From left are Dr. Harry Wong, students Amanda Silvers and Rick Rogers, and Dr. Rosemary Wong. Silvers and Rogers were guests of the Wongs, who were keynote speakers at the Southwest Virginia Early Childhood Conference at the University of Virginia at Wise.

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Traveling Exhibition on Emancipation and Reconstruction in Tennessee to be featured at Tusculum College

Posted on 06 May 2015 by srichey@tusculum.edu

The Tennessee Civil War National Heritage Area has expanded its traveling exhibition, “Free at Last!” to include the President Andrew Johnson Museum and Library at Tusculum College. The exhibit expansion comes with the concluding year of the multi-year celebration of the 150th anniversary of the Civil War.

“Free at Last!” tells the story of the transition from slavery to freedom and the development of citizenship among formerly enslaved African-Americans. Doubled in size to eight bannerstands, the exhibition now has panels focused on each of Tennessee’s three grand divisions.  “Free at Last!” will be on view at the President Andrew Johnson Museum and Library on the Tusculum College campus from May 4 to June 30.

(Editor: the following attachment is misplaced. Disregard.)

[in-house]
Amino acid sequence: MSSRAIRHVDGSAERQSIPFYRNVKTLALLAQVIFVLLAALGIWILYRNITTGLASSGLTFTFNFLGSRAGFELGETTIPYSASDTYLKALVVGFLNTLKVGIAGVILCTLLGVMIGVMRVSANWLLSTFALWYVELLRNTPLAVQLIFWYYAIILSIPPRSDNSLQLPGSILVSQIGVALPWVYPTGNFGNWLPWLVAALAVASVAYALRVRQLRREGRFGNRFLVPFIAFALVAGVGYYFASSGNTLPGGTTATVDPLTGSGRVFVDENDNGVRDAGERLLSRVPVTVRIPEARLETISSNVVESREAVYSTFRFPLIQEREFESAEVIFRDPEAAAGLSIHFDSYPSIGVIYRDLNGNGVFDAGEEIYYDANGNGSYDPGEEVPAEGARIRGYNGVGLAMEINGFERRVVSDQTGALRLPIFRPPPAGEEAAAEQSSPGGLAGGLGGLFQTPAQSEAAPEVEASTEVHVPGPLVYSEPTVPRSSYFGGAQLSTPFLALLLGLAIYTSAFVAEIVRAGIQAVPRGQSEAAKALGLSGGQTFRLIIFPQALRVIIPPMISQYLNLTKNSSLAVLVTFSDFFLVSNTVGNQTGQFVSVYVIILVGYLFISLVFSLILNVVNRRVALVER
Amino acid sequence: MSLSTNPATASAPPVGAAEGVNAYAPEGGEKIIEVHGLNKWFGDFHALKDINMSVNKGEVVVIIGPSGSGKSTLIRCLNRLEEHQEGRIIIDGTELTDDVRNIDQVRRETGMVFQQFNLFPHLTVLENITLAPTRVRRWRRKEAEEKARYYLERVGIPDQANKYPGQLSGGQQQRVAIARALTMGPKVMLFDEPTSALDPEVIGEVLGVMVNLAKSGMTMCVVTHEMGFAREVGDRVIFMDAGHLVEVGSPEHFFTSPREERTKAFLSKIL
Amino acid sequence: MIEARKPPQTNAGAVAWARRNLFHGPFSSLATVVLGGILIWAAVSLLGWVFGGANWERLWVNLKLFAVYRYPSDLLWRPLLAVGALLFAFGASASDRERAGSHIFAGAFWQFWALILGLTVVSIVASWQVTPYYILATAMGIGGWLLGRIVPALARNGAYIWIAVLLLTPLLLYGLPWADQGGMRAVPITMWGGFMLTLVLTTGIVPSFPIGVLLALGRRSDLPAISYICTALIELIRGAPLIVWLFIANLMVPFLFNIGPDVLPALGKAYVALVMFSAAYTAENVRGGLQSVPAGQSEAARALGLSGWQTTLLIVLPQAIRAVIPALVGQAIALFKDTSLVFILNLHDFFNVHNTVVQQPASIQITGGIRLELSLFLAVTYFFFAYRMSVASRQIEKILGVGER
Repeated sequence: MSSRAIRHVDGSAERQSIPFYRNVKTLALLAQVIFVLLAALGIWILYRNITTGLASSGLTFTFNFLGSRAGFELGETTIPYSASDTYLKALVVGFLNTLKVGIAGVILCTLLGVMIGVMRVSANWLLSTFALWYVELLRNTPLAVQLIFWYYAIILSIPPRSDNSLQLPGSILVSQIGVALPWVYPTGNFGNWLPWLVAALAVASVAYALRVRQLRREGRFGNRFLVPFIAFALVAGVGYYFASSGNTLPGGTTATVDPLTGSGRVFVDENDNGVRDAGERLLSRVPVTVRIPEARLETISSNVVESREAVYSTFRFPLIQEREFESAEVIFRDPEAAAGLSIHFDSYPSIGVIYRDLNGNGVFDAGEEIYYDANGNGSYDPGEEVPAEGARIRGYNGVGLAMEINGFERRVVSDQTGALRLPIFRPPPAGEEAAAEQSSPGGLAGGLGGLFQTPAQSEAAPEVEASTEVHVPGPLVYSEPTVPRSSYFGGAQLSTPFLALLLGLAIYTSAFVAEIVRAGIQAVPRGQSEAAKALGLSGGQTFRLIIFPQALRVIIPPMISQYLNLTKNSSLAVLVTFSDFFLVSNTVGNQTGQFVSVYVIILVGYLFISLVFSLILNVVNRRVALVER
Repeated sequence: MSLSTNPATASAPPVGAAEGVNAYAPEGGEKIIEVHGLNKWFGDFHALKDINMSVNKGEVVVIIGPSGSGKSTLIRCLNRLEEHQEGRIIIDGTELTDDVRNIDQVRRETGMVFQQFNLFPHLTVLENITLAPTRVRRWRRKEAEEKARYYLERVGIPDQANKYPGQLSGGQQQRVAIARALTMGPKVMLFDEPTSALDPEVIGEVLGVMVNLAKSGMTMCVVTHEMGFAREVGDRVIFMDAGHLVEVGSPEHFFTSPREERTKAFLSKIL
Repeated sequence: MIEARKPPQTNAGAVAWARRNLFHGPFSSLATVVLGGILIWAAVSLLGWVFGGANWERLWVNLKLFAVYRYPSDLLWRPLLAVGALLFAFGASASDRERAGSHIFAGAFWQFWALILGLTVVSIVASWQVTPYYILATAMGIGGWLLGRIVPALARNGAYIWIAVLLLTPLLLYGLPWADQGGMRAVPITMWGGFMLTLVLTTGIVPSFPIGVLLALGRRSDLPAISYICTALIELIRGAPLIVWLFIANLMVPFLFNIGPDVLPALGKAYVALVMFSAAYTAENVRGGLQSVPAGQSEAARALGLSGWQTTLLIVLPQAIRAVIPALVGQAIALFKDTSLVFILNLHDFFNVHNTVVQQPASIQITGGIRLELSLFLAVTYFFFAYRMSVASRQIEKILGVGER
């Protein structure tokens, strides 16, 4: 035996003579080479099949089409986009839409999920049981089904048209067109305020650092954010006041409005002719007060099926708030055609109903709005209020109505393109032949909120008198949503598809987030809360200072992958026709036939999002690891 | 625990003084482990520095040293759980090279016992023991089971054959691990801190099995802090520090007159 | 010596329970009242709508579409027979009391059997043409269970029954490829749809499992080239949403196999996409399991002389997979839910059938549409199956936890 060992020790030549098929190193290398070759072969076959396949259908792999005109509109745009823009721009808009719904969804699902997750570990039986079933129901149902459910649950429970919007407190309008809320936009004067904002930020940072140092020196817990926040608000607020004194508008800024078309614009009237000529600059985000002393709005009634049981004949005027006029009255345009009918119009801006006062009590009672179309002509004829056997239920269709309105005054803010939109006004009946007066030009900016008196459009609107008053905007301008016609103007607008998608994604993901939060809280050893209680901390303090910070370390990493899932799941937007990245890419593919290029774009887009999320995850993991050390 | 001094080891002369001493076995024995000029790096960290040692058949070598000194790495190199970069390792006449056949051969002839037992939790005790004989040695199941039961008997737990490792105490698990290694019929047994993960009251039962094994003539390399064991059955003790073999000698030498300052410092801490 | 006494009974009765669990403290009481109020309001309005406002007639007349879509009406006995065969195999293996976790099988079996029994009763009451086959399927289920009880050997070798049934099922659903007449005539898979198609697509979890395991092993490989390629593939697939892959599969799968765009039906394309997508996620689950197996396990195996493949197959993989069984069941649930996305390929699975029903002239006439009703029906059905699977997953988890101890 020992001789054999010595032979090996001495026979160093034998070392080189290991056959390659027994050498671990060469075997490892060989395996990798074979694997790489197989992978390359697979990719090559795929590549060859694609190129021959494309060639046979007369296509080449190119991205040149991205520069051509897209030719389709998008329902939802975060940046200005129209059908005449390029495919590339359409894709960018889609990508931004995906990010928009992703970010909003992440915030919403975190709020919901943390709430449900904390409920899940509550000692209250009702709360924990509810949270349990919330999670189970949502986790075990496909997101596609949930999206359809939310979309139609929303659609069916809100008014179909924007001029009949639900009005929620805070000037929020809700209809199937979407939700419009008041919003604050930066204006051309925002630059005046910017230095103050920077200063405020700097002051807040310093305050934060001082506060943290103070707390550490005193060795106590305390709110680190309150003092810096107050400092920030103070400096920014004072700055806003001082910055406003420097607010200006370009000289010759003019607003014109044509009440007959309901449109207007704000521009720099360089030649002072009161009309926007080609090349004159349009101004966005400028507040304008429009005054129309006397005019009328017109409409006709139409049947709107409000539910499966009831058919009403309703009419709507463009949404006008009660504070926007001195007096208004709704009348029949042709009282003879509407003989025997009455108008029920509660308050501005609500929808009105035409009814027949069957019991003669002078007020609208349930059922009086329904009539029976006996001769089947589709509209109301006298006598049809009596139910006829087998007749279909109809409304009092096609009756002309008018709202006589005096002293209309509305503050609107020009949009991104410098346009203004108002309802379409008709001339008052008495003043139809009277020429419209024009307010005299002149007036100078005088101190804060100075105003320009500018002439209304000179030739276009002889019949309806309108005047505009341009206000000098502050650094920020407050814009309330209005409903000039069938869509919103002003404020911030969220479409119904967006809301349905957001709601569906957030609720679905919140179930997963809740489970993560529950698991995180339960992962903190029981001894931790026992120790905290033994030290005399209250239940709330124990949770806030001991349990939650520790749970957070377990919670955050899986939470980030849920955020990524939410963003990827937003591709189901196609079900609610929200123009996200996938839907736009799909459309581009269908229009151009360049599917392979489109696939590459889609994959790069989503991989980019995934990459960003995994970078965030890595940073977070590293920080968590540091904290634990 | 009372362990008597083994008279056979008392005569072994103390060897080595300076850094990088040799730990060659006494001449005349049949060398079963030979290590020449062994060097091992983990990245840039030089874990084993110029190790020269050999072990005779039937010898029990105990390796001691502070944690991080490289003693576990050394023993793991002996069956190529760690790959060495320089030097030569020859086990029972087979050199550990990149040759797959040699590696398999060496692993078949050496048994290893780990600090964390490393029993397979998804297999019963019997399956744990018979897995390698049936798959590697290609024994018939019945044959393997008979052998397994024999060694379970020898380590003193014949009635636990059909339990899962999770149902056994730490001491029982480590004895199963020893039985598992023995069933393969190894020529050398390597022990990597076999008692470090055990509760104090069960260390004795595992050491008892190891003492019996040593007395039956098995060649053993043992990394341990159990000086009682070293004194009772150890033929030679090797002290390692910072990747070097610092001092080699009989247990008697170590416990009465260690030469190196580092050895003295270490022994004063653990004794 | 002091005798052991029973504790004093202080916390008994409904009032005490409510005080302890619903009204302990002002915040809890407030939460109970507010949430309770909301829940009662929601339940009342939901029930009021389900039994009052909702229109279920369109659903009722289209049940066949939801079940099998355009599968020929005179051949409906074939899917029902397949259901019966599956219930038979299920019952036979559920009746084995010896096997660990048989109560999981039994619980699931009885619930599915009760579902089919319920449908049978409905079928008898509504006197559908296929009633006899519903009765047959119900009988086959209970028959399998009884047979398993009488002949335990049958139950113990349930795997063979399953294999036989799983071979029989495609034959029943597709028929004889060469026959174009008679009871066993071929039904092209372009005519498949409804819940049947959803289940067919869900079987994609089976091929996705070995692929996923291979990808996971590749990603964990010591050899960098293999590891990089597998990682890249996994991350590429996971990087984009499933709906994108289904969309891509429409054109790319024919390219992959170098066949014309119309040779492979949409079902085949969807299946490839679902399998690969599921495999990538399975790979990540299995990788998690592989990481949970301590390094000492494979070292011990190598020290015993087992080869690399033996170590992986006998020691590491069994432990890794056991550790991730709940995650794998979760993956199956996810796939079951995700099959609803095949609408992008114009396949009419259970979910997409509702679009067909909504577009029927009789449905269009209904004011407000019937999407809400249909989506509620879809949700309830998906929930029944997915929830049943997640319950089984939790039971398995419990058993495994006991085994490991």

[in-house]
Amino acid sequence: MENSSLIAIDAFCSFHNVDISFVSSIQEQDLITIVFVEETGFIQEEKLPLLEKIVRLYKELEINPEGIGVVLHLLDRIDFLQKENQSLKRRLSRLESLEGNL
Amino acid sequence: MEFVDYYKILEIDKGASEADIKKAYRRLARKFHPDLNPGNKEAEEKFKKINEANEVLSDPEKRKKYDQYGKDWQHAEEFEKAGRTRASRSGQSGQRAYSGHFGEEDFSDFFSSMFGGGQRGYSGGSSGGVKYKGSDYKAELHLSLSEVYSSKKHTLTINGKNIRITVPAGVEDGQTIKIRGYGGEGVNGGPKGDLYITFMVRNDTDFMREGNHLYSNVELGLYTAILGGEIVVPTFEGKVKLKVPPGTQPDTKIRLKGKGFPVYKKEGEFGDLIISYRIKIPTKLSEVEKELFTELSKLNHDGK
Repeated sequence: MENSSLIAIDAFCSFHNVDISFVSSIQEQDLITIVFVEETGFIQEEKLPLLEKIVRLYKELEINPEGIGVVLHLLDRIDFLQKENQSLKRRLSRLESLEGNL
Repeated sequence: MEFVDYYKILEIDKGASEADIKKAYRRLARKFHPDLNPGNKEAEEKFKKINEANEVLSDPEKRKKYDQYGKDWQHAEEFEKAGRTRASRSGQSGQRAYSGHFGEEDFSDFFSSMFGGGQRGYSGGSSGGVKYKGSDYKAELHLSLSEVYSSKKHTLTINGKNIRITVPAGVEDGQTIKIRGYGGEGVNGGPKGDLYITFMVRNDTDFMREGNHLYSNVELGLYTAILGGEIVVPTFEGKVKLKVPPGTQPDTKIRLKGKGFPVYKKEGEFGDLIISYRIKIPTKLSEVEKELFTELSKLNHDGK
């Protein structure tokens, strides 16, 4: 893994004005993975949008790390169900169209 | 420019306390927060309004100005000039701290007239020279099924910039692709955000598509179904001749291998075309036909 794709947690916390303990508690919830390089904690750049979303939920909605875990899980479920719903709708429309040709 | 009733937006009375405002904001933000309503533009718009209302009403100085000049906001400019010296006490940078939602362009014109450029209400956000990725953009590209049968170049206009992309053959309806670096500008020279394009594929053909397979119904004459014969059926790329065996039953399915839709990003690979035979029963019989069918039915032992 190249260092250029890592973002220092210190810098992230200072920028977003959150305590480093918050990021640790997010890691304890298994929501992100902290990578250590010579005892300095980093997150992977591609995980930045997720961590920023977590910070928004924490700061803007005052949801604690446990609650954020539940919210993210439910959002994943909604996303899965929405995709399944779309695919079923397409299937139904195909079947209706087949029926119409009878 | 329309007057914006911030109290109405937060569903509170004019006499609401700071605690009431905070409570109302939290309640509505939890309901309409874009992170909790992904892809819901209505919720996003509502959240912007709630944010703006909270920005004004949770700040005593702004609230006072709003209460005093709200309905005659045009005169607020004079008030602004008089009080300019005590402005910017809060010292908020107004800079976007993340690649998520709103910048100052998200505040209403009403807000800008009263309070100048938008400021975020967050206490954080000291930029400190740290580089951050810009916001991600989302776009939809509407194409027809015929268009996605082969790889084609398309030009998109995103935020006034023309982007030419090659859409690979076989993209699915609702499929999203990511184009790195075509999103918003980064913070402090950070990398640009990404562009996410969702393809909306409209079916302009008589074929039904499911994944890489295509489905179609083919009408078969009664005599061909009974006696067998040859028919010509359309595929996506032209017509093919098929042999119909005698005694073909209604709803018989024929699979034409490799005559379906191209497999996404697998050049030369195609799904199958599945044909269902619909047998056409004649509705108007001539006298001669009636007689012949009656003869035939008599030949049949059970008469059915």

“As the sesquicentennial of the Civil War draws to a close, we are gratified to be continuing the exploration of our history,” said Dollie Boyd, director of museum program and studies at Tusculum College. “In this region we are still feeling the effects of the Reconstruction period even 150 years later, this exhibit helps us understand why. We want to thank the outstanding staff at the Center for Historic Preservation at Middle Tennessee State University for creating such an outstanding exhibition. We are pleased to host it this summer and offer it free of charge to visitors.”

More than 40 venues across Tennessee have hosted “Free at Last!” Sites will now have the opportunity to share even more of the story with visitors.  New panels on East Tennessee look at that region’s legacy of emancipation before the Civil War and consider how emancipation has been remembered in the region since the war.

The Heritage Area has also published a driving tour of Reconstruction sites across the state.  “The driving tour goes hand in hand with the expanded exhibition to provide Tennessee residents and visitors with in-depth knowledge about this significant and often misunderstood period in Tennessee’s history,” says Leigh Ann Gardner, interpretive specialist for the Heritage Area.